BURLINGTON, Wash.-- A blurry surveillance photo of a rifle-toting man accused of shooting four women and a man dead at a Washington state mall could be the biggest lead in the hunt for the shooter.
But authorities were still searching Cascade Mall in Burlington for evidence a little more than 12 hours after Friday night's rampage, and they had not identified the attacker or his victims Saturday.
"There are people waking up this morning whose worlds are changed forever," Mayor Steve Sexton told reporters Saturday.
"The city of Burlington has probably changed forever," he said of the town about an hour's north of Seattle. "This is a senseless act. It was the world knocking on our doorstep, and it came to our little community here."
Urging residents with possible leads to come forward, the mayor added, "Our support goes to them to extend the long arm of the law to help get that son of a bitch who did this to our community."
Authorities believe only one person fired the shots at the Macy's in Cascade Mall.
A critical lead in the case comes from security cameras footage, which captured the suspect initially appearing to enter the mall unarmed and -- about 10 minutes later -- walking into Macy's carrying a rifle.
The suspect "fired multiple times, struck four females ranging in age from a teenager to seniors," said Mount Vernon police Lt. Chris Cammock of the Skagit County Multi-Agency Response Team.
It's unclear whether the suspect knew his victims.
"I don't know what his motivation was," Cammock said. "I don't know what his motivation was to continue, I don't know what his motivation was to stop, but I certainly intend to find out."
He said police had recovered a rifle at the mall but would not disclose the type or caliber of the weapon.
Skagit County coroner Hayley Thompson said she had not yet been able to identify the victims.
A FBI official told reporters there was "no evidence at this time" of a link to terrorism.
The gunman vanished into the night Friday along Interstate 5 after the attack, said Sgt. Mark Francis, a spokesman for the Washington State Patrol.
Moviegoers asked to leave
Witnesses described chaotic scenes and confusion when the shooting started about 7 p.m. Friday local time
Brandi Montreuil told CNN she was watching a movie at the mall when attendants suddenly told them to leave.
"I didn't know anything," she said. "The theater attendant came in and apologized for stopping the movie and said they were asked to have everyone leave immediately."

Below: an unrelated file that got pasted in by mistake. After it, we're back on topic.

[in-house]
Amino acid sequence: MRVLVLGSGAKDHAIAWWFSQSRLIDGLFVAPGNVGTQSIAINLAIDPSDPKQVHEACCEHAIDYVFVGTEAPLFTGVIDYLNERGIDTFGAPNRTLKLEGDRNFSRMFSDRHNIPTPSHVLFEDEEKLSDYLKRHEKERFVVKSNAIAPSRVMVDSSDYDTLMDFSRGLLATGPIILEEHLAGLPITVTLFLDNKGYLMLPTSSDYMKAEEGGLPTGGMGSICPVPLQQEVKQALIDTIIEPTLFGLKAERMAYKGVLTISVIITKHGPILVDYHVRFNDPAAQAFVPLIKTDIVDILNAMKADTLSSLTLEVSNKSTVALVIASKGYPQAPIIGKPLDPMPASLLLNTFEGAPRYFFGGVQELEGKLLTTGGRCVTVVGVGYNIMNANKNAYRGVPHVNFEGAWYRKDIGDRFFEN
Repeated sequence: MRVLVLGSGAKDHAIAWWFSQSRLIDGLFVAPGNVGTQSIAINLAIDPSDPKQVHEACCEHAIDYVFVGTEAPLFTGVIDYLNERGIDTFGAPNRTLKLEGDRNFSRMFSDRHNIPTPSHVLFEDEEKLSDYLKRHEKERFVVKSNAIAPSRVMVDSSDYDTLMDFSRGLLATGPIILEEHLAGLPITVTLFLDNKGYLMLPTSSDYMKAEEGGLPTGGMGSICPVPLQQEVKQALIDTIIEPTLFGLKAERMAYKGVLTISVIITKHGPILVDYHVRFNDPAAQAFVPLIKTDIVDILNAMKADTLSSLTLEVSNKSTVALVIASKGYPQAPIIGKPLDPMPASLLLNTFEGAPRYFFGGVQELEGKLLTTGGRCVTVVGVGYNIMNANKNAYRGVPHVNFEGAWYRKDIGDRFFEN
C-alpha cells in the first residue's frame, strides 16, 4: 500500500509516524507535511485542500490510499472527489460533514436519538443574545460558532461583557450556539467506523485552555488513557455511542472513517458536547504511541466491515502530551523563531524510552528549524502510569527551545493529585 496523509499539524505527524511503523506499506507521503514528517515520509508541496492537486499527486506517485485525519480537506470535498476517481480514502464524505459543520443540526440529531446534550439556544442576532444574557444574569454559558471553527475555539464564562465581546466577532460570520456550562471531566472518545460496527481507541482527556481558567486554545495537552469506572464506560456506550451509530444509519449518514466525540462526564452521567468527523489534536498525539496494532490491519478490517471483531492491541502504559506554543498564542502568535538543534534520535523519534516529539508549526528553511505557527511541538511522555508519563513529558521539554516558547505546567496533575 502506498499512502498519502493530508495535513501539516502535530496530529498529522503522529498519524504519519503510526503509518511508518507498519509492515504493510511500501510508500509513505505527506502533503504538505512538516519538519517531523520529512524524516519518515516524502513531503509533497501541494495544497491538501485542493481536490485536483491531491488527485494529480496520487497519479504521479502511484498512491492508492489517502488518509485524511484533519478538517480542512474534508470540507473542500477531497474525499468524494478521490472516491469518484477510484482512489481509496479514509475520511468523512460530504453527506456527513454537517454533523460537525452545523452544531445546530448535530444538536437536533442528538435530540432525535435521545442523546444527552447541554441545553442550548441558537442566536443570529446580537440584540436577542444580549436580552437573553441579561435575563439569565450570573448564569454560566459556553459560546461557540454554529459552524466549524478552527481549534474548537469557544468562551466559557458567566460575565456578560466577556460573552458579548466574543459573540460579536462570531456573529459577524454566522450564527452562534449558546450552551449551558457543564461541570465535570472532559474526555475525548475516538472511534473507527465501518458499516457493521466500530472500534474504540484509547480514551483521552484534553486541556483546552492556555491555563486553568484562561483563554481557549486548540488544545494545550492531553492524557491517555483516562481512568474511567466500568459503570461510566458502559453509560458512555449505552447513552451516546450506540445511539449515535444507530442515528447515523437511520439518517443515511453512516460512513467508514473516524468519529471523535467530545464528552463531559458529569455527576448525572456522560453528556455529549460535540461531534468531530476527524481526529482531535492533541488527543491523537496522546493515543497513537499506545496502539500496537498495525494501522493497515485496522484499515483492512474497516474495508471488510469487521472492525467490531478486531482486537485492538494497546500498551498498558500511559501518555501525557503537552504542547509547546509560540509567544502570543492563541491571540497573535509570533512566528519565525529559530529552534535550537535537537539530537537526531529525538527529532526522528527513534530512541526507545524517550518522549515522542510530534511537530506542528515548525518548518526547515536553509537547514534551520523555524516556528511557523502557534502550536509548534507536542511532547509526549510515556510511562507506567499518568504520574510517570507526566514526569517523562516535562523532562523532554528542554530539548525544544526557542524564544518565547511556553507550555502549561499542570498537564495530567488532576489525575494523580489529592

At first, she thought it was a drill.
"But you immediately think about what happened in Aurora, Colorado, so you start moving faster," she said, referring to the 2012 shooting at a movie theater that left 12 dead.
When they got outside, they saw police vehicles but no officers in sight, Montreuil said.
"We didn't know if it was a fire so we were looking for smoke of some kind. Then a few officers started canvassing through the crowds, asking if anybody saw anything."
An officer "with a large gun started yelling for people to leave and fast," she said.
Armando Patino said he was working at a T-Mobile store near Macy's when he heard the commotion.
"Out of nowhere I just hear somebody yell and then after that, I turn around and just look at the Macy's and I just hear shots," Patino told CNN affiliate KOMO-TV in Seattle.
"I hear one shot and then stand kinda still and like two three other people start running out saying, 'gun.' "
Some people dashed out of Macy's, unsure of where to go.
"I just moved them into the (T-Mobile) store," Patino said.
"We went in the back where we have a door ... and we just stayed there until they told us to evacuate."
Mall searched throughout night
A bus transported survivors to a nearby church as authorities warned people to stay indoors and avoid the mall area.
Dozens of cars were left behind in the parking lot, according to Francis of the State Patrol. He said it's unclear if one of them belongs to the gunman.
Those who left their cars at the mall were told to check back the next day.
"Cascade Mall still an active scene," the Skagit County emergency office tweeted. "Stay alert. Call 911 if you see anything."
Officers using K-9 units searched the 434,000-square feet mall throughout the night, including in secure rooms, authorities said.
Washington State Trooper Rick Johnson told CNN they got reports that the suspect was behind some buildings headed to the freeway.
"They're canvassing the area right now, and ... (he) has not been located at this time," Johnson said early Saturday.
The FBI office in Seattle is helping with a review of intelligence. There's no information to suggest additional attacks were planned in the state, it tweeted.
'Stay close to friends and loved ones'
Washington Gov. Jay Inslee said law enforcement officers were working to locate the shooter, and urged residents to follow instructions.
"Follow detour warnings, stay close to friends and loved ones as we await more information and, hopefully, news of the suspect's capture," he tweeted.
Inslee sent his condolences to the families of the victims and prayers to those injured.